When Do I Need to Think About Copyright?
This module simplifies a very complex subject. This module is offered for information only, and is not a substitute for legal advice.
It’s important to start thinking about copyright when you are selecting course material for your students.
Do you need to scan portions of a book or journal to upload to your learning management system? Do you need to photocopy for handouts or for coursepacks?
Photocopying and scanning are copying and may require permission from the copyright owner. But did you know that playing music in the classroom, sharing a born-digital file, or uploading a file from the Internet into your learning management system may also require permission?
It’s not always obvious how copyright is involved, so let’s look at some common educational activities that are regulated by the Copyright Act:
- scanning a chapter to upload to your learning management system,
- photocopying an article for class handouts or coursepacks,
- downloading a document or video from the web to upload to your online course, or printing it for your class,
- teaching through the use of live TV or radio shows, or from recordings you have made of these shows,
- showing a film in class or online,
- playing music in class or online,
- performing a play or piece of music in the classroom or for an audience,
- displaying charts, graphs, or images scanned from a book or copied from the Internet in your lecture slides,
- recording a lecture that includes copyright-protected material, such as slides from a publisher, for students to view at a later time,
- translating a work into another language, and
- adapting a work, such as changing a novel into a screenplay, or adding or deleting a few sentences or paragraphs from an article.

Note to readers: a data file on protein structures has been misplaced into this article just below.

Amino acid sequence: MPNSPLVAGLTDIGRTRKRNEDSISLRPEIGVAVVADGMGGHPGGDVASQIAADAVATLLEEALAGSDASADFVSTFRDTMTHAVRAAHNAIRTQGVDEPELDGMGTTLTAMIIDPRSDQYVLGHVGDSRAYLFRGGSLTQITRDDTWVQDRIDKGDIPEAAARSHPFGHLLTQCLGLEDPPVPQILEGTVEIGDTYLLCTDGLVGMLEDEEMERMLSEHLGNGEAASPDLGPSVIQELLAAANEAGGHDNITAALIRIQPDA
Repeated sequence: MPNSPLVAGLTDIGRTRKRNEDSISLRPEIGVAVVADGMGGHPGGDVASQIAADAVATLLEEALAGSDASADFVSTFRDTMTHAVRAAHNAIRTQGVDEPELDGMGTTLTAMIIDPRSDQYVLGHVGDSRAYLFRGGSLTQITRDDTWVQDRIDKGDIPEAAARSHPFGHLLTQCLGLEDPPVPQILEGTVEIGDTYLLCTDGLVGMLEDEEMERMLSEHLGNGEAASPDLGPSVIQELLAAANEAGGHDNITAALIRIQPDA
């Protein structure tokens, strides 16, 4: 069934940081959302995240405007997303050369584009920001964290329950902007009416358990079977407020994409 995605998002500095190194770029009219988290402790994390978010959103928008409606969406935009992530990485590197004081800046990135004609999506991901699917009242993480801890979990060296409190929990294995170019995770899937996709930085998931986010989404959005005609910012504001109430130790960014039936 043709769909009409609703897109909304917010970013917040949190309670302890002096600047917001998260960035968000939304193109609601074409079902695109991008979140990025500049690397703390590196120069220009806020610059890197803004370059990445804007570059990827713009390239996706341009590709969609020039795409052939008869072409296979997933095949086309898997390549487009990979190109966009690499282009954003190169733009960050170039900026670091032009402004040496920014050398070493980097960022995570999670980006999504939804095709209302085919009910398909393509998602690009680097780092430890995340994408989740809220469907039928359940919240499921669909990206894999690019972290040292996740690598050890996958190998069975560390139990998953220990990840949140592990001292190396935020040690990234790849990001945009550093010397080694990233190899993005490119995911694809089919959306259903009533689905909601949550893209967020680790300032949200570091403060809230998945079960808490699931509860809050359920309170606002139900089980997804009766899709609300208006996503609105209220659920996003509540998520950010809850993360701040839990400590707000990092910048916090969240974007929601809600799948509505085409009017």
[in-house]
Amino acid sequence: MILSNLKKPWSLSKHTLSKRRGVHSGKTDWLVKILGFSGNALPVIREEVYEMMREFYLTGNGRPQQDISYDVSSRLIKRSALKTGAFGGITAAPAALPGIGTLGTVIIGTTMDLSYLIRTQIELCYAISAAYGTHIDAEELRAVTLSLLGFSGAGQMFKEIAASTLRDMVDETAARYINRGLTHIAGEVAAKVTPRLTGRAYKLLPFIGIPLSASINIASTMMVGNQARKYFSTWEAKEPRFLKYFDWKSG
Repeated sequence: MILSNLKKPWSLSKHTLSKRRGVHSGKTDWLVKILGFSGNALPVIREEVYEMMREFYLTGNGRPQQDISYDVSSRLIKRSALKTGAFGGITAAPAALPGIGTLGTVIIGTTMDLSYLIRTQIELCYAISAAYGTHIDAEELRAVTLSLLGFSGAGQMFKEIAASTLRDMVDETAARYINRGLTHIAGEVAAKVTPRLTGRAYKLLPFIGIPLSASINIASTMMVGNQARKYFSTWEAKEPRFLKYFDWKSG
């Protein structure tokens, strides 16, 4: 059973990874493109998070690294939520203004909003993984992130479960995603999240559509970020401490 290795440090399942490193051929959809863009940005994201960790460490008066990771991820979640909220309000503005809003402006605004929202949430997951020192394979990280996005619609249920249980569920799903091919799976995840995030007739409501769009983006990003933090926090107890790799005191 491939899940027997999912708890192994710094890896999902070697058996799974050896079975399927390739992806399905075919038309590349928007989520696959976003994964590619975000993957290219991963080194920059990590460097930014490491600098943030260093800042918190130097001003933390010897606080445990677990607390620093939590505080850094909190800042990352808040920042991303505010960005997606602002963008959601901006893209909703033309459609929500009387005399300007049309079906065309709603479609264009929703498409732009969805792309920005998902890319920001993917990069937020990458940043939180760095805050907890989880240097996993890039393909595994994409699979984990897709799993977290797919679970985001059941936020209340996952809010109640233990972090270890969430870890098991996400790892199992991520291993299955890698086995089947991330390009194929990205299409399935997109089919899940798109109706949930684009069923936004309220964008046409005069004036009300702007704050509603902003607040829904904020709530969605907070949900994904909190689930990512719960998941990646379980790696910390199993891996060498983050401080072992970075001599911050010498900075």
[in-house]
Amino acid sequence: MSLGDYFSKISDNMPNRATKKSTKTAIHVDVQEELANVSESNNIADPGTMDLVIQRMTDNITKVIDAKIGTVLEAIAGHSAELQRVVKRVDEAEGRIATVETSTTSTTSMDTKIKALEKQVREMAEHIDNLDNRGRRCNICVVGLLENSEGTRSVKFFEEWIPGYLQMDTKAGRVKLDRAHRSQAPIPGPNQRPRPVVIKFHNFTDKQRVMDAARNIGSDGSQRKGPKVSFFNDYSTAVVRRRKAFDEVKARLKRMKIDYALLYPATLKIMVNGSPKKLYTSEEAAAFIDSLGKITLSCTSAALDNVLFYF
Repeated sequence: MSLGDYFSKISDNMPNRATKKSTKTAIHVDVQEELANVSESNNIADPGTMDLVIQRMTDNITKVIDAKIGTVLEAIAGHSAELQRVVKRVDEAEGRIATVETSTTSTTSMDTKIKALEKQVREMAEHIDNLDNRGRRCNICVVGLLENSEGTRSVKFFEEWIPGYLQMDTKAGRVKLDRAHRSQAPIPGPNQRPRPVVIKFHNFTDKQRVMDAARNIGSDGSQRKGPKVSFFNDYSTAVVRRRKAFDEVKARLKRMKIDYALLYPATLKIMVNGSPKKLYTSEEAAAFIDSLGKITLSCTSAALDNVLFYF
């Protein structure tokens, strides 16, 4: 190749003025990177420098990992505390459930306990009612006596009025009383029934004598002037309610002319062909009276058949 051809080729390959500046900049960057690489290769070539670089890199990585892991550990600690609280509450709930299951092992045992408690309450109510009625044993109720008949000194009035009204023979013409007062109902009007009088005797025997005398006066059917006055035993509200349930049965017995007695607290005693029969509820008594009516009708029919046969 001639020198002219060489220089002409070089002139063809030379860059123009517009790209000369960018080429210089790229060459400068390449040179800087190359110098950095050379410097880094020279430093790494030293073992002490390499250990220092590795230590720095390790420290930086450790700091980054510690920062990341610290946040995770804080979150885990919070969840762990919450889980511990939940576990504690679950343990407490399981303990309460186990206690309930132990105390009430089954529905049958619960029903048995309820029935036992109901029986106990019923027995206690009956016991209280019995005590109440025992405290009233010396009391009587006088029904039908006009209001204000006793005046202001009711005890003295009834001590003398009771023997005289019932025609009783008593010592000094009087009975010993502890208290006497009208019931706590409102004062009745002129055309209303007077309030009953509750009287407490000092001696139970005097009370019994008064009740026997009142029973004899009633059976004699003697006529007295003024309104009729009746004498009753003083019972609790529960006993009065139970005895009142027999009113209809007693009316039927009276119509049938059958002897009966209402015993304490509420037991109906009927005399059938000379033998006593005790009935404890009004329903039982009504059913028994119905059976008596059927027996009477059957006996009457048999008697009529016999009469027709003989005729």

Not necessarily. You may be able to rely on user rights, also known as exceptions in the Copyright Act, in order to use copyright-protected works without permission from the copyright owner. User rights will be covered in another module.
You may be able to use content available under a licence pre-arranged by your institution, or an open licence such as Creative Commons. Such licences allow you to provide a copy of the work at no additional cost. You can learn more about licences in another module.
You may be able to link to an online resource. Linking is not actually copying. Make sure the material was uploaded by the copyright owner or with the copyright owner’s permission. You don’t want to be linking to infringing material.
Talk to your librarian about the latest techniques and best practices to link directly to library-licensed content which may include articles, videos, and books.
If you’re not sure if something you are doing constitutes copyright infringement, or you want to know how you can use copyright-protected material, ask the person or office designated by your institution to answer copyright questions. Your institution’s library is a good place to start.
Go to Module 4.